Nicole Melanson ~
I was really excited to read The Sisters’ Song because I’ve gotten to know author Louise Allan over the past couple of years and I know how much hard work and passion has gone into bringing this book to life. At heart, The Sisters’ Song is about two women bound together by blood and broken dreams. Over a span of 70 years, we see how Nora’s accidental foray into motherhood epitomizes everything Ida ever wished for, while childless Ida possesses the one thing would-be singer Nora wants and can never have: freedom. The women’s relationship is fraught with envy, resentment, and a touch of schadenfreude, yet the close bond they formed as very young children continues to pull them in and out of each other’s lives throughout their days.
Set in a time when women had incredibly limited lifestyle choices, The Sisters’ Song shows how one’s circumstances were more often a matter of luck than anything else. It’s worth noting here, however, that all the central male characters in this story would pass for modern-day feminists. I found this really interesting as it further illustrates how significantly society must have oppressed these women for them to still feel so constrained even with the men in their immediate lives being relatively supportive.
I don’t read a lot of historical fiction, in part because I find it occasionally comes across as a bit of an info dump. However, I found myself forgetting that The Sisters’ Song was set in a different time period as all the historical detail was incorporated beautifully—it felt novel enough to be interesting, but never detracted from the plot.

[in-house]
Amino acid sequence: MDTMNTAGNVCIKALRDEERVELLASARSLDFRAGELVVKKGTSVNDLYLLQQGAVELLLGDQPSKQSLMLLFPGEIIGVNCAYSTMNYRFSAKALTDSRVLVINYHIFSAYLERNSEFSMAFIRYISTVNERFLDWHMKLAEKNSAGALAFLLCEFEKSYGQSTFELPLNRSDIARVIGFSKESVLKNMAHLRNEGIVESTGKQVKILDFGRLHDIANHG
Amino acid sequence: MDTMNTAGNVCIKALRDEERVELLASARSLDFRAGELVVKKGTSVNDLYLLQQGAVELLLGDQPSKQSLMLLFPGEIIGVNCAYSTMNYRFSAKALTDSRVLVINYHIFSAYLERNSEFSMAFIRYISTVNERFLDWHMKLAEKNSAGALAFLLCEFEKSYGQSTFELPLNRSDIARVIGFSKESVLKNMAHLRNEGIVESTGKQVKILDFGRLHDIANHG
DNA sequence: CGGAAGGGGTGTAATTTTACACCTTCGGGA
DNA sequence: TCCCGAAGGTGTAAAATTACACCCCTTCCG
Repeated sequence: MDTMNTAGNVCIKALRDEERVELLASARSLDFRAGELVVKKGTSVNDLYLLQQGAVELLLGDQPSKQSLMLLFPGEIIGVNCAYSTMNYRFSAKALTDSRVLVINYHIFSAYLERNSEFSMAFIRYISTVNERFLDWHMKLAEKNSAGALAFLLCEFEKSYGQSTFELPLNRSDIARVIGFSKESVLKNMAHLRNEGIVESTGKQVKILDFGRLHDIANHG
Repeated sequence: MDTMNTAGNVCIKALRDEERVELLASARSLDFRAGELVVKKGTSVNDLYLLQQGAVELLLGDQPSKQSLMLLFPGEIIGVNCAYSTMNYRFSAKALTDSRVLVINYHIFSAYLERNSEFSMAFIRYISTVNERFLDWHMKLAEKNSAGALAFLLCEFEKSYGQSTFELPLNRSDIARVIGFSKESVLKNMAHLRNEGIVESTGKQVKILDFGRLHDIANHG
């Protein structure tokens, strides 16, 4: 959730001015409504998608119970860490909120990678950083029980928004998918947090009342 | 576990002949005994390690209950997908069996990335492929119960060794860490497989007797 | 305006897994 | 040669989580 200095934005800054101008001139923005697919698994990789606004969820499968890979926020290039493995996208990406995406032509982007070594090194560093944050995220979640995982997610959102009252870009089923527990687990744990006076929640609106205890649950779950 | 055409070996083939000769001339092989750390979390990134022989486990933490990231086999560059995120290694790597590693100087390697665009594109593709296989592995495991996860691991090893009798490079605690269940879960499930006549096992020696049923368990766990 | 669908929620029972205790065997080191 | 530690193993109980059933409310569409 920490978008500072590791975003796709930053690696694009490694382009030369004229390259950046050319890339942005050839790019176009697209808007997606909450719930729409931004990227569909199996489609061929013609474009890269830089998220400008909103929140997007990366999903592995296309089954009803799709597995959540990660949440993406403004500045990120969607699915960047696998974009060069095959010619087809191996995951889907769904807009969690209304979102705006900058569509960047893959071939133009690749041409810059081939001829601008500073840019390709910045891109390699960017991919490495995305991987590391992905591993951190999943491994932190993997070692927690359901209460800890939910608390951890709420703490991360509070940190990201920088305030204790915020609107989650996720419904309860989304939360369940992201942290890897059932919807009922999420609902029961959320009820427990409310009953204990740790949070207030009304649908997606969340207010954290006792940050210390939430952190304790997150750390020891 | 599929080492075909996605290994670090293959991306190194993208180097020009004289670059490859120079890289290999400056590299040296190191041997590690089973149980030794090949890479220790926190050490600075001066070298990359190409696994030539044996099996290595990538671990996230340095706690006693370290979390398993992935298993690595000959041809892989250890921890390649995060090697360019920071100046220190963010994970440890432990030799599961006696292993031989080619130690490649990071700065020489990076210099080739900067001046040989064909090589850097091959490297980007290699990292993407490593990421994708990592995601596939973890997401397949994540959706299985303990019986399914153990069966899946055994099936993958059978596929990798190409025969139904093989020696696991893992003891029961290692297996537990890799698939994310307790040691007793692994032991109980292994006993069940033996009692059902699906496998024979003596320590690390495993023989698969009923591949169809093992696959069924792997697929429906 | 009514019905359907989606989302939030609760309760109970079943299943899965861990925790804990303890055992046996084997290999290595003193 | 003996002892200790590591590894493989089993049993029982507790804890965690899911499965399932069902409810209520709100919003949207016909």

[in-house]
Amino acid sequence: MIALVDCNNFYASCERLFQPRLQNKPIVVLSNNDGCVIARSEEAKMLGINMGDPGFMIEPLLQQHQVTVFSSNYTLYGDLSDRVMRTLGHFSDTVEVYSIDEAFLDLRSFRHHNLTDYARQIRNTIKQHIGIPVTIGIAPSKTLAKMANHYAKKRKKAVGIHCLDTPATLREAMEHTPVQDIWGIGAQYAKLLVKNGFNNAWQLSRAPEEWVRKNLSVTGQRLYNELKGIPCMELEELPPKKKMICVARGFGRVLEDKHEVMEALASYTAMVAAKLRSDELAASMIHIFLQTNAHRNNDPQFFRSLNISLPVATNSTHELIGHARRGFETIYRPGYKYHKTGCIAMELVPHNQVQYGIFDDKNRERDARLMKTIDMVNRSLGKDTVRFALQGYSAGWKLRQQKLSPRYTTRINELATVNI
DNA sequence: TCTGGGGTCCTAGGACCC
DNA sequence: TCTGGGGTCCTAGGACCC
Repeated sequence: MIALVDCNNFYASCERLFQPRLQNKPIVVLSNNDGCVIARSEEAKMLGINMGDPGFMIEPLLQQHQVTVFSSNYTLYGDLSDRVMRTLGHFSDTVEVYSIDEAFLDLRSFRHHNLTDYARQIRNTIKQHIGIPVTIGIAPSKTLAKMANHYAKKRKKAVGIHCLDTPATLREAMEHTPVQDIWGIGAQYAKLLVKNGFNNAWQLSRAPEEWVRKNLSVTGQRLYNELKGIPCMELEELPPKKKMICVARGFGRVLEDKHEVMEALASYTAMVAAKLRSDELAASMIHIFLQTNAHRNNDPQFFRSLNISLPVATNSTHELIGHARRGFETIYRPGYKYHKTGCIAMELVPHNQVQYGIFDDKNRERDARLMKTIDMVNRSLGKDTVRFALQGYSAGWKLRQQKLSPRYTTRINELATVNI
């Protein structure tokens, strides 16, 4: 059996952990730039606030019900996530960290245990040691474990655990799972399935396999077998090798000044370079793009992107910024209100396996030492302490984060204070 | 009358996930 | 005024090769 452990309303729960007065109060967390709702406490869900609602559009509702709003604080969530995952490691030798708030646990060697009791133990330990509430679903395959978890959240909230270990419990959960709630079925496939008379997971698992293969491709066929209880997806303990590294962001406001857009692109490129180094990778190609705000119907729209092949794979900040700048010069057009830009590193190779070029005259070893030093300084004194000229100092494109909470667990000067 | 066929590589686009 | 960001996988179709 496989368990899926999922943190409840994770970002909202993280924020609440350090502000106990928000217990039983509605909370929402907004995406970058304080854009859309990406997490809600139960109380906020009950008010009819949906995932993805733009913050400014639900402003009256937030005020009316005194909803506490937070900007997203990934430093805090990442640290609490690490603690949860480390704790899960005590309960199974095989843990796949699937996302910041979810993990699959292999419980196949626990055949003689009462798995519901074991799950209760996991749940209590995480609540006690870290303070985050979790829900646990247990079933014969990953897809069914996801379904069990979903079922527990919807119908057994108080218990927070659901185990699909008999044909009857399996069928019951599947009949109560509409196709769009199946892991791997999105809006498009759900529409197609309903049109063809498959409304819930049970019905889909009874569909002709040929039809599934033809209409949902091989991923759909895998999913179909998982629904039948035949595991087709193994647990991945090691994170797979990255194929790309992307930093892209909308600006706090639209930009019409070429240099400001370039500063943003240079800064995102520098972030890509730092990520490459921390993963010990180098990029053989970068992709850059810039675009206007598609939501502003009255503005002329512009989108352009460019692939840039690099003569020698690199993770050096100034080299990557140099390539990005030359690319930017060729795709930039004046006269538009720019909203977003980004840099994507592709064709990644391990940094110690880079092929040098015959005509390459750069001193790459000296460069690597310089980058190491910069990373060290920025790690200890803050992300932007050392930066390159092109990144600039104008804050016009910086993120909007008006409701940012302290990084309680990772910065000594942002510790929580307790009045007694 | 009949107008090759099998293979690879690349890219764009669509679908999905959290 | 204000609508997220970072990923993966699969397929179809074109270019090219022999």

I felt the same way about the Tasmanian setting. You can tell The Sisters’ Song was written by someone with a personal connection to Tasmania because the landscape isn’t just a backdrop but part of the story itself. Without ever running into big blocks of description, I was able to experience the weather, the seasons, and the topography of a place I’ve never visited on a visceral level.
This subtlety further extends to the way music is used throughout the book. I happen to know music plays a strong role in Louise’s own household, but she’s managed to take inspiration from her personal interests without showing off as an author—a hard balance to strike!
The Sisters’ Song is a rewarding book with rich characterization and reflection, but it should not be mistaken for a feel-good story. I found it hard to read in places as it jars with my sense of self—and accompanying wilful independence—as a twenty-first century woman. This is a book that refuses to wave a magic wand and “make nice” for its characters. There’s a strong current of disappointment and bitterness running from one end of the story to the other, interwoven with a wistful desire for what might have been.
Given the current socio-political climate and ongoing battle for women’s rights, The Sisters’ Song is a timely read. Louise Allan should be congratulated on a compelling debut, and welcomed as a fresh, new voice on the Australian literary scene.